BI’s Article search uses Boolean search capabilities. If you are not familiar with these principles, here are some quick tips.
To search specifically for more than one word, put the search term in quotation marks. For example, “workers compensation”. This will limit your search to that combination of words.
To search for a combination of terms, use quotations and the & symbol. For example, “hurricane” & “loss”.
Employers are once again being asked to investigate positive cases of COVID-19 in the workplace and potentially record those cases for the U.S. Occupational Safety and Health Administration.
The federal agency changed course on May 19 when it issued guidance that essentially asks employers to investigate the potential genesis of any cases of COVID-19 among their employees, leading to questions and confusion among employers trying to get their workplaces back up and running, experts say.
“It’s a shifting landscape out there,” said Eric Conn, Washington-based founding partner of Conn Maciel Carey LLP. “(Guidance) has changed already pretty dramatically from the start of the pandemic.”
This is the third time since the onset of the pandemic that OSHA has issued guidance: In March it sent a memo reminding employers that COVID-19 diagnoses are recordable events; in April it backtracked.
As more businesses get up and running again, employers “want a roadmap” on how to handle workers who come to them with positive COVID-19 tests, said Robert O’Hara, New York-based member of law firm Epstein Becker & Green P.C.
“It’s difficult for employers to find the right thing to do,” he said.
Under the revised enforcement policy, which took effect Tuesday, employers must “make reasonable efforts” to investigate confirmed cases of coronavirus in the workplace to determine if they were more likely than not work-related.
The guidance asks employers to question workers about how they believe they contracted the virus and what types of activities they were engaged in both in and out of work that could have led to virus exposure. It also asks employers to look for other workers who could have potentially been exposed to coronavirus in the workplace.
Only COVID-19 claims that were determined to have come from the workplace and required hospitalization or days away from work need to be recorded, according to the guidance.
This is a stark change from the agency’s April 10 memo, which said COVID-19 recordability would only apply to frontline workers — specifically health care workers, first responders and correctional institution employees — except in cases where objective evidence pointed to workplace acquisition with no alternative explanation.
The latest guidance essentially asks employers “to conduct mini-investigations into a positive test of COVID,” said Michael DeLarco, office managing partner in the New York office of Hogan Lovells International LLP. “With prior guidance, employers didn’t really have to do a deep dive.”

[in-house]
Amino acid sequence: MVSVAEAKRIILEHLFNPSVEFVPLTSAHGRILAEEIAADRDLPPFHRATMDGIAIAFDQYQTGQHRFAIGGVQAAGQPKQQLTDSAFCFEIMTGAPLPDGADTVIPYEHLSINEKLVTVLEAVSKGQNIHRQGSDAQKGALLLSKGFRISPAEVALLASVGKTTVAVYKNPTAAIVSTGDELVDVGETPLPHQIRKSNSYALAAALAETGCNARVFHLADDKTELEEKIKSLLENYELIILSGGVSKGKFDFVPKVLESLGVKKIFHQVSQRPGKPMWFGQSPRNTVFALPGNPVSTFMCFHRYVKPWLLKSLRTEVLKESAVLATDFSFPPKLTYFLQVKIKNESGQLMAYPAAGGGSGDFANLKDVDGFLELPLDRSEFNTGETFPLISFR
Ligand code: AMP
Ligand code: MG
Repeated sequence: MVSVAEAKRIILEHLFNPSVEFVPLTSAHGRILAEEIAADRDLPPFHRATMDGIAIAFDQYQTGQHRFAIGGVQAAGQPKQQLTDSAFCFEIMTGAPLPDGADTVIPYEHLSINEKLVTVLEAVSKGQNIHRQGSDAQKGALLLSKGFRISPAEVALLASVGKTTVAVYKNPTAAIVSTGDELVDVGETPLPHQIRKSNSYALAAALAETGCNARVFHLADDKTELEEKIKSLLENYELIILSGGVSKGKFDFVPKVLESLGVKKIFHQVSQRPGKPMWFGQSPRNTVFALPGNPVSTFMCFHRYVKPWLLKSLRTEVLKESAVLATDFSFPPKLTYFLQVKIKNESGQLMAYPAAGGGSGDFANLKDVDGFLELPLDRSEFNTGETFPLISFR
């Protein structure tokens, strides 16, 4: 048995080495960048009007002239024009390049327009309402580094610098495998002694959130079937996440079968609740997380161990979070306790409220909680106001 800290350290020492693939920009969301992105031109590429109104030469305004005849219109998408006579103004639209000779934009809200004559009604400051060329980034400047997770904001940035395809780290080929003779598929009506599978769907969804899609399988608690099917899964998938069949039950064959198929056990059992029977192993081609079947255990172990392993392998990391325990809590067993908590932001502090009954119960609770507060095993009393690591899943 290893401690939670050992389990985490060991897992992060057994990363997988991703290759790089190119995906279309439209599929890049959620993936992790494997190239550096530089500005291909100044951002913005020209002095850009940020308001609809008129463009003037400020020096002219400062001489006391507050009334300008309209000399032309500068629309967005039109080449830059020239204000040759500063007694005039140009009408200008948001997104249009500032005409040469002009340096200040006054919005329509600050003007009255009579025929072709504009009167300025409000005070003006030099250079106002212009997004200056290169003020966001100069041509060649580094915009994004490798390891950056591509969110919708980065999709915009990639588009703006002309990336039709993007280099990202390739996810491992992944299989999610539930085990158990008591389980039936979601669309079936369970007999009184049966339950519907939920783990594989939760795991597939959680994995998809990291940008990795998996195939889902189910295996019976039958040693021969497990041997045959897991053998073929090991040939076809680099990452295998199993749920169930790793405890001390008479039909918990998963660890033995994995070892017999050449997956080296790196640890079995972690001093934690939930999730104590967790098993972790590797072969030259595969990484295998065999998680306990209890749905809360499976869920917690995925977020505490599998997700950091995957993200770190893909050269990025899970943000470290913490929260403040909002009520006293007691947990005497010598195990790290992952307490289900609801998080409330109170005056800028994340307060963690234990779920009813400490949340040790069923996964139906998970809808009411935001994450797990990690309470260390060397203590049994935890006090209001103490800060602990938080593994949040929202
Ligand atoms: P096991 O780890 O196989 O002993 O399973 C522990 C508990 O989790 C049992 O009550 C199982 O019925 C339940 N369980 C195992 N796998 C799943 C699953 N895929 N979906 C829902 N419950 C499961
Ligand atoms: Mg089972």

Determining whether a worker contracted coronavirus in the workplace as opposed to elsewhere is similar to investigating food-poisoning claims, said Carolyn Richmond, New York-based chair of the hospitality practice at Fox Rothschild LLP.
“It’s very hard to trace what someone ate … or prove that it wasn’t something you ate earlier,” she said. Similarly, it will be difficult for employees to show that that they picked up the virus in the workplace and not from someone they passed on the street, Ms. Richmond said.
“That doesn’t mean that this isn’t going to be a field day for lawyers,” she said. “I think we’re going to see an immense amount of litigation in multiple areas.”
Determining the genesis of the virus will be a “confounding factor” for employers, said Jim Thornton, president of safety consulting firm Alpha Industries LLC in Hampton, Virginia.
The OSHA guidance does provide some examples to aid employers. For example, if multiple people in a particular business unit test positive for COVID-19, the assumption is that these coronavirus cases are work-related, Mr. O’Hara said. In places with communitywide spread — where the employee could have picked it up on the subway, on the street or in a local big-box store — it is less likely to be work-related, he said.
Employers need to speak to workers who test positive about whether they came into contact with someone with COVID-19 outside of work, conduct their own contact tracing to identify other employees who may have been exposed and document all of that information, Mr. DeLarco said.
During their investigations, employers need to consider workers’ privacy and refrain from disclosing the names of those who have tested positive for the virus to others in the workplace, and should document all aspects of the investigation, Mr. DeLarco said.
Just because a virus may be recordable does not mean it’s compensable, Mr. O’Hara said.
“Occupational illnesses are very difficult to capture and correlate unless there is a direct correlation with some carcinogenic substance,” he said.
For larger employers without paid sick leave, there is more concern about employees with confirmed COVID-19 arguing that they caught the virus in the workplace and seeking workers compensation, Mr. DeLarco said.
Pushing COVID-19 claims into the workers comp system may help prevent a potential “deluge of suits” seeking recompense for hospital bills and deaths, Mr. O’Hara said.
California Gov. Gavin Newsom issued an executive order providing a rebuttable presumption that positive COVID-19 cases were acquired in the workplace and compensable under workers comp in 16 industries deemed “essential” in the state. Illinois lawmakers in both houses on Friday passed bills creating a rebuttable presumption to make COVID-19 acquired by essential workers compensable.
“There is a lot of potential for activity out there,” Mr. O’Hara said. “Comp is a way to take care of a lot of that.”
More insurance and workers compensation news on the coronavirus crisis here.